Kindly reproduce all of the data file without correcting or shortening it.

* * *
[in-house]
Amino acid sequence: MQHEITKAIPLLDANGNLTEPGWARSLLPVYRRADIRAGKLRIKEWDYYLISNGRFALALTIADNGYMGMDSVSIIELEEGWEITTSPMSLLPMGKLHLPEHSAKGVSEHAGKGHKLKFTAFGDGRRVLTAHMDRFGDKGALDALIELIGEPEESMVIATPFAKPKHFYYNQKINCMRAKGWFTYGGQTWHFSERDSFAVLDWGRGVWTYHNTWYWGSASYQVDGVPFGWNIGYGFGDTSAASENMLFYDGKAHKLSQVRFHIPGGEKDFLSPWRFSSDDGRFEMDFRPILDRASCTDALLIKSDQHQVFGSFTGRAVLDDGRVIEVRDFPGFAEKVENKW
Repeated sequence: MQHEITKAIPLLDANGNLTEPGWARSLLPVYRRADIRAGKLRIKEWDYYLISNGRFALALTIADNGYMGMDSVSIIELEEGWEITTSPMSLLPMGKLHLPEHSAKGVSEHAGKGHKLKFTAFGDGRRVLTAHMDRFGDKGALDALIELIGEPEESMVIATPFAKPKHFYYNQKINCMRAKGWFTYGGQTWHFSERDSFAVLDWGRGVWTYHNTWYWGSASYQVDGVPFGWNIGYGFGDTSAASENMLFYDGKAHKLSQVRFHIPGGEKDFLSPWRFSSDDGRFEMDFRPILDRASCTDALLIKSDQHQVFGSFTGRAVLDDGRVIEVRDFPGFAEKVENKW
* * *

[in-house]
Amino acid sequence: MQHEITKAIPLLDANGNLTEPGWARSLLPVYRRADIRAGKLRIKEWDYYLISNGRFALALTIADNGYMGMDSVSIIELEEGWEITTSPMSLLPMGKLHLPEHSAKGVSEHAGKGHKLKFTAFGDGRRVLTAHMDRFGDKGALDALIELIGEPEESMVIATPFAKPKHFYYNQKINCMRAKGWFTYGGQTWHFSERDSFAVLDWGRGVWTYHNTWYWGSASYQVDGVPFGWNIGYGFGDTSAASENMLFYDGKAHKLSQVRFHIPGGEKDFLSPWRFSSDDGRFEMDFRPILDRASCTDALLIKSDQHQVFGSFTGRAVLDDGRVIEVRDFPGFAEKVENKW
Repeated sequence: MQHEITKAIPLLDANGNLTEPGWARSLLPVYRRADIRAGKLRIKEWDYYLISNGRFALALTIADNGYMGMDSVSIIELEEGWEITTSPMSLLPMGKLHLPEHSAKGVSEHAGKGHKLKFTAFGDGRRVLTAHMDRFGDKGALDALIELIGEPEESMVIATPFAKPKHFYYNQKINCMRAKGWFTYGGQTWHFSERDSFAVLDWGRGVWTYHNTWYWGSASYQVDGVPFGWNIGYGFGDTSAASENMLFYDGKAHKLSQVRFHIPGGEKDFLSPWRFSSDDGRFEMDFRPILDRASCTDALLIKSDQHQVFGSFTGRAVLDDGRVIEVRDFPGFAEKVENKW